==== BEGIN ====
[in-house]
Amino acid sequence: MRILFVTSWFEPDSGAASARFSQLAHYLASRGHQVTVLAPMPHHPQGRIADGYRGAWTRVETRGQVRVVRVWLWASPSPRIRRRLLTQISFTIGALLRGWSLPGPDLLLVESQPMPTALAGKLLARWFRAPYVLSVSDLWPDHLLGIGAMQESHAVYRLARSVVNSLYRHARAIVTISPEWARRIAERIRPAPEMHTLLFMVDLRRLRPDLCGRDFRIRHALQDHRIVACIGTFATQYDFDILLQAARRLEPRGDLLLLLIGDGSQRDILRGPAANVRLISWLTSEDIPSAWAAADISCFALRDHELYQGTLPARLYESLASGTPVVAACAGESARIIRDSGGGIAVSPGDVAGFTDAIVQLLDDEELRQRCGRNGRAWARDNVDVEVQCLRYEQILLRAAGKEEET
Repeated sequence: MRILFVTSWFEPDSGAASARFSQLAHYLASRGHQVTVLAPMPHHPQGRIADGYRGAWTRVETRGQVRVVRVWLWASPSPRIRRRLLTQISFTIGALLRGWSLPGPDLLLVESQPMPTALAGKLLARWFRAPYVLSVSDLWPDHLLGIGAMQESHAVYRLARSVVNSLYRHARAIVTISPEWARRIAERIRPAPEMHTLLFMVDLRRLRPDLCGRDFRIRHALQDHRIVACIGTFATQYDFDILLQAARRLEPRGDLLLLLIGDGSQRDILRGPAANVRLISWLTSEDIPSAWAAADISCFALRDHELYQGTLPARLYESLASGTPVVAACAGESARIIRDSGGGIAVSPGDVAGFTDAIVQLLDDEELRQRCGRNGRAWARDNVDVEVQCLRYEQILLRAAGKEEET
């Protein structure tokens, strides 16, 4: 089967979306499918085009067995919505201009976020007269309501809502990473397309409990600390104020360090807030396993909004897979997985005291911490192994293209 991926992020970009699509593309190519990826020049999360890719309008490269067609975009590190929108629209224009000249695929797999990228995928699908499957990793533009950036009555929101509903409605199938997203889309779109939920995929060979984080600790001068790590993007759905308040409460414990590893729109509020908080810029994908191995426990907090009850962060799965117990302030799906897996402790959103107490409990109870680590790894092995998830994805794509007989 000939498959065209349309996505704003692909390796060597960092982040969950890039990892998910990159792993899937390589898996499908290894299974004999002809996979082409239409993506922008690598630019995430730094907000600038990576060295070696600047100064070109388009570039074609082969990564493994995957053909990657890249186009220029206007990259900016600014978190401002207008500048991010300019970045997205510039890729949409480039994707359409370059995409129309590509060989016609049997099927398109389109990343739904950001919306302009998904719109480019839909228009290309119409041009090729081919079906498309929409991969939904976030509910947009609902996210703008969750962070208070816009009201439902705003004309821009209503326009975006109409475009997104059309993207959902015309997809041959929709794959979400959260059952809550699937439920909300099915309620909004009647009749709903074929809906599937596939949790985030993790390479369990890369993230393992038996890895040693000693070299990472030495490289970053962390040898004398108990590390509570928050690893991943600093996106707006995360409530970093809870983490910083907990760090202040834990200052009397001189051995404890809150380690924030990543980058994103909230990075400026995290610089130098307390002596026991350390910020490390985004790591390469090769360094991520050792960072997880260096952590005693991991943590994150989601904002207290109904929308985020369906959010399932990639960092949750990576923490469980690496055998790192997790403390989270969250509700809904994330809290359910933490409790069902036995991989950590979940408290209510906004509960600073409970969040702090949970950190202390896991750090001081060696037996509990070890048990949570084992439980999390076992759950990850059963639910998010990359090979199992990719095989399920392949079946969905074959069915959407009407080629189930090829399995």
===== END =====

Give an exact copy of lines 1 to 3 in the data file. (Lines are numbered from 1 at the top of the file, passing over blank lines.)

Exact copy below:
[in-house]
Amino acid sequence: MRILFVTSWFEPDSGAASARFSQLAHYLASRGHQVTVLAPMPHHPQGRIADGYRGAWTRVETRGQVRVVRVWLWASPSPRIRRRLLTQISFTIGALLRGWSLPGPDLLLVESQPMPTALAGKLLARWFRAPYVLSVSDLWPDHLLGIGAMQESHAVYRLARSVVNSLYRHARAIVTISPEWARRIAERIRPAPEMHTLLFMVDLRRLRPDLCGRDFRIRHALQDHRIVACIGTFATQYDFDILLQAARRLEPRGDLLLLLIGDGSQRDILRGPAANVRLISWLTSEDIPSAWAAADISCFALRDHELYQGTLPARLYESLASGTPVVAACAGESARIIRDSGGGIAVSPGDVAGFTDAIVQLLDDEELRQRCGRNGRAWARDNVDVEVQCLRYEQILLRAAGKEEET
Repeated sequence: MRILFVTSWFEPDSGAASARFSQLAHYLASRGHQVTVLAPMPHHPQGRIADGYRGAWTRVETRGQVRVVRVWLWASPSPRIRRRLLTQISFTIGALLRGWSLPGPDLLLVESQPMPTALAGKLLARWFRAPYVLSVSDLWPDHLLGIGAMQESHAVYRLARSVVNSLYRHARAIVTISPEWARRIAERIRPAPEMHTLLFMVDLRRLRPDLCGRDFRIRHALQDHRIVACIGTFATQYDFDILLQAARRLEPRGDLLLLLIGDGSQRDILRGPAANVRLISWLTSEDIPSAWAAADISCFALRDHELYQGTLPARLYESLASGTPVVAACAGESARIIRDSGGGIAVSPGDVAGFTDAIVQLLDDEELRQRCGRNGRAWARDNVDVEVQCLRYEQILLRAAGKEEET